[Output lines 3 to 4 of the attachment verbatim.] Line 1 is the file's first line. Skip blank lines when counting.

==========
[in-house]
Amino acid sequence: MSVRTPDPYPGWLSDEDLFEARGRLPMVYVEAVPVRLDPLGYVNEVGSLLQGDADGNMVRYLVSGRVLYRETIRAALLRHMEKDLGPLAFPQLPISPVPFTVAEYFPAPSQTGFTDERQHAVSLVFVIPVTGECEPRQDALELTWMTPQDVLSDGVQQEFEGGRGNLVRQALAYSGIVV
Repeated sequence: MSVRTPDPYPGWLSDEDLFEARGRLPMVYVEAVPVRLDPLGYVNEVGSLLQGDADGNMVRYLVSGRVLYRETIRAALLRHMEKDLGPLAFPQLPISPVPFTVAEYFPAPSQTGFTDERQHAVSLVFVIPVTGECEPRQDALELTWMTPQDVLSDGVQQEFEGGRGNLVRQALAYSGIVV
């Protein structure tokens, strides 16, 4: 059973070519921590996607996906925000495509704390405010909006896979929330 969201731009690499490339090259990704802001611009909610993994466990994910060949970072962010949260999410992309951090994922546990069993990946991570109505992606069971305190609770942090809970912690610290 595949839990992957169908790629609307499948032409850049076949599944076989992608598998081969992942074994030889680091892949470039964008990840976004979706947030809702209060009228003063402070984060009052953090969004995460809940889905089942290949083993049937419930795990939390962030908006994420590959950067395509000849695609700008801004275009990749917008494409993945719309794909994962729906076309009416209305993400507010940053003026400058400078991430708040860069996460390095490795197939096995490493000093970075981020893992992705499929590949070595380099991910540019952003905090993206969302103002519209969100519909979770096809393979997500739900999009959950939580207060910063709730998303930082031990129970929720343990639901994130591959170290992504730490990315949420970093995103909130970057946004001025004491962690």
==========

Repeated sequence: MSVRTPDPYPGWLSDEDLFEARGRLPMVYVEAVPVRLDPLGYVNEVGSLLQGDADGNMVRYLVSGRVLYRETIRAALLRHMEKDLGPLAFPQLPISPVPFTVAEYFPAPSQTGFTDERQHAVSLVFVIPVTGECEPRQDALELTWMTPQDVLSDGVQQEFEGGRGNLVRQALAYSGIVV
């Protein structure tokens, strides 16, 4: 059973070519921590996607996906925000495509704390405010909006896979929330 969201731009690499490339090259990704802001611009909610993994466990994910060949970072962010949260999410992309951090994922546990069993990946991570109505992606069971305190609770942090809970912690610290 595949839990992957169908790629609307499948032409850049076949599944076989992608598998081969992942074994030889680091892949470039964008990840976004979706947030809702209060009228003063402070984060009052953090969004995460809940889905089942290949083993049937419930795990939390962030908006994420590959950067395509000849695609700008801004275009990749917008494409993945719309794909994962729906076309009416209305993400507010940053003026400058400078991430708040860069996460390095490795197939096995490493000093970075981020893992992705499929590949070595380099991910540019952003905090993206969302103002519209969100519909979770096809393979997500739900999009959950939580207060910063709730998303930082031990129970929720343990639901994130591959170290992504730490990315949420970093995103909130970057946004001025004491962690």